And a docking station like this just needs its own slot, stands in the way in many cases and is simply not necessary.

The operation is completely foolproof. In addition to the usual buttons (on / off, volume up / down, Bluetooth and “multifunction”), the Bose is extremely talkative. A well-tempered computer woman's voice will be happy to explain how much battery level there is, which device is currently being disconnected or paired, etc.

As is always the case in this device category, the micro-USB and AUX sockets are on the side and do not interfere.

Just the look and the first impression make it clear that you should only take your Bose with you to the park when the weather is nice and protect it at the pool party.

The SoundLink Mini II is a downright home device, although some may argue that this somehow runs counter to the Bluetooth speaker category. We'll see later why this is nonsense.

The pairing range and battery life are a bit disappointing. At 9 meters or 10 hours, this Bose candidate is not exactly a power player. And that's another indication of his couch potato mentality.

Our usage profile for this box looks like this:

  • Daily usage time about 1 hour via Bluetooth
  • Moderate volume
  • We don't use them to make phone calls, although we can

So it nudges much less than the Anker SoundCore in one piece, but in the end this also means that it has to be loaded about once a week. If the usage profile were the other way around, I would have to supply them with juice at least every two days.

At a price of 189.95 euros on Amazon, this is a bit disappointing, but it is a gentle indication that the box could produce a lot of sound at this weight.

So let's take another look at the advantages and disadvantages at a glance:

  • Very high quality workmanship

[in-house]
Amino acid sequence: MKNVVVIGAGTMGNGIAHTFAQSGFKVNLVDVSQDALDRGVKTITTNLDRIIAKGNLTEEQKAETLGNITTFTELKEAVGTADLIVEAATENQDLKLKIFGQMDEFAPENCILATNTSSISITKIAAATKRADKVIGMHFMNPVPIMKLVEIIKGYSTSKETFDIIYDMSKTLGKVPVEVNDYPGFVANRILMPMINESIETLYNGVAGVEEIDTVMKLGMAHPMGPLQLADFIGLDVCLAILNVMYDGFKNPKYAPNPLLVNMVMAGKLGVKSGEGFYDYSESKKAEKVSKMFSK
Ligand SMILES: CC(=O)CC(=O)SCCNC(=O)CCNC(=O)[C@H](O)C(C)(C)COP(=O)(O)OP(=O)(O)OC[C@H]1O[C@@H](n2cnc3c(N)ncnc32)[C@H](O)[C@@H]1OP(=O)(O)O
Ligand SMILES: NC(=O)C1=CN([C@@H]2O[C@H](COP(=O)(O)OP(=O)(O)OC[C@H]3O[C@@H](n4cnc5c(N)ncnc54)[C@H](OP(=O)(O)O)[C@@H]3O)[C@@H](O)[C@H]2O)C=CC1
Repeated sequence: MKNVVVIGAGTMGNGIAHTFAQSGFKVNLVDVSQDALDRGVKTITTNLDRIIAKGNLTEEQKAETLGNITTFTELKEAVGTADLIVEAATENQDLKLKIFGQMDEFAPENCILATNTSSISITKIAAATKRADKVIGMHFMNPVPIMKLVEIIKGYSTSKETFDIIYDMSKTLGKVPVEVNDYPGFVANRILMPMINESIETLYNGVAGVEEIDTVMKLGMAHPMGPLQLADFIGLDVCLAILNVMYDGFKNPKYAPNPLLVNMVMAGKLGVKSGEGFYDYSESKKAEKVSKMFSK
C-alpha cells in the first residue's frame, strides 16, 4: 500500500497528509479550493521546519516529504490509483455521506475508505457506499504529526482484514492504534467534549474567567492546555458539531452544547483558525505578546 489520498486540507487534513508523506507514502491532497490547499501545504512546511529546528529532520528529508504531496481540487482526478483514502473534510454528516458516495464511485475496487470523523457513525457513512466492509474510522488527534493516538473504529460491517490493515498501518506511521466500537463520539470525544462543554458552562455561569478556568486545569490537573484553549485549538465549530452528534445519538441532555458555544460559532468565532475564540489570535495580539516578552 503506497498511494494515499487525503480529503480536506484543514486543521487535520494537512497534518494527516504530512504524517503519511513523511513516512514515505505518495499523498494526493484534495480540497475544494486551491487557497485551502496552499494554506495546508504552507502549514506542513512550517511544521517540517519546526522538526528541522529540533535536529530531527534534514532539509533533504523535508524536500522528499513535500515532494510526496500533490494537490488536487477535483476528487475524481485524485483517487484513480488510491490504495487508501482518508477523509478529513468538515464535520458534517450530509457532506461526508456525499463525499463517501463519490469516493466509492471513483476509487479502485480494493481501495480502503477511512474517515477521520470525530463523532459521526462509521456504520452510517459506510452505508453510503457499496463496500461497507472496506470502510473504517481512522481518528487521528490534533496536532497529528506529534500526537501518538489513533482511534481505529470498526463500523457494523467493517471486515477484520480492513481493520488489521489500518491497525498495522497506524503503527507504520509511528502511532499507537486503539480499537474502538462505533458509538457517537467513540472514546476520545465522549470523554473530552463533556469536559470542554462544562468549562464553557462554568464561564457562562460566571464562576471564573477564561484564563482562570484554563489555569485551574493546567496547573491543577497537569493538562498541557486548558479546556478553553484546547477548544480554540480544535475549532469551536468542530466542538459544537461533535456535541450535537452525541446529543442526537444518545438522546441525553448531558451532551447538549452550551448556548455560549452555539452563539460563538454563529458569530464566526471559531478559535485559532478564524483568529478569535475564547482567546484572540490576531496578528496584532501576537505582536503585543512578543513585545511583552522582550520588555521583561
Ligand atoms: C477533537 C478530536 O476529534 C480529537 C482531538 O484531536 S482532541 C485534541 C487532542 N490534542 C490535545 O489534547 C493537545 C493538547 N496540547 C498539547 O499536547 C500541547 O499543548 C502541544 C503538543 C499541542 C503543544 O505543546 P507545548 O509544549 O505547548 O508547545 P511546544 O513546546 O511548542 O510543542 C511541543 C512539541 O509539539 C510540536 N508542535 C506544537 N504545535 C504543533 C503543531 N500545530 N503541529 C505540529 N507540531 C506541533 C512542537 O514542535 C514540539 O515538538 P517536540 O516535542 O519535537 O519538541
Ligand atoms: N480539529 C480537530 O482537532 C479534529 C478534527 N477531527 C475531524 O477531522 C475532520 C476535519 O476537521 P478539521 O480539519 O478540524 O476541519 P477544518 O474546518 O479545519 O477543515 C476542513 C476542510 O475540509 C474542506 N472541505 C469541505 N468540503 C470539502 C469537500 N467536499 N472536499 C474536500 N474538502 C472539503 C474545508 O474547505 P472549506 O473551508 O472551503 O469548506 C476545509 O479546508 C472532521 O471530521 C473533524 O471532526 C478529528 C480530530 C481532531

• Very elegant design
  • Controls and connections self-explanatory and sufficient
  • Language support
  • Lots of charging options with lots of charging accessories
  • Telephone function
  • Best sound requirements
  • No audio cable
  • Not waterproof
  • Relatively low battery power and Bluetooth range

The additional AUX cable is certainly not a must-have when we talk about BLUETOOTH, but it would probably be appropriate given the measly performance data. But if we assume the status of being at home, one could easily gloss over the negative arguments.

Establish the Bluetooth connection

There is absolutely nothing to complain about when it comes to pairing at Bose. The computer aunt's babbling when she pronounces the respective device name is actually very entertaining.

However, the good woman is sometimes confused and claims to be connected to devices that are miles out of her 9-meter range. These 9 meters are stable in themselves, but you notice the spatial limitation really quickly or clearly.

In the apartment it can exist through all walls and doors without interruptions, but as soon as a front door and various floors come in between, the connection is broken very soon. In a normal family home, you shouldn't move the Bose too far from the source.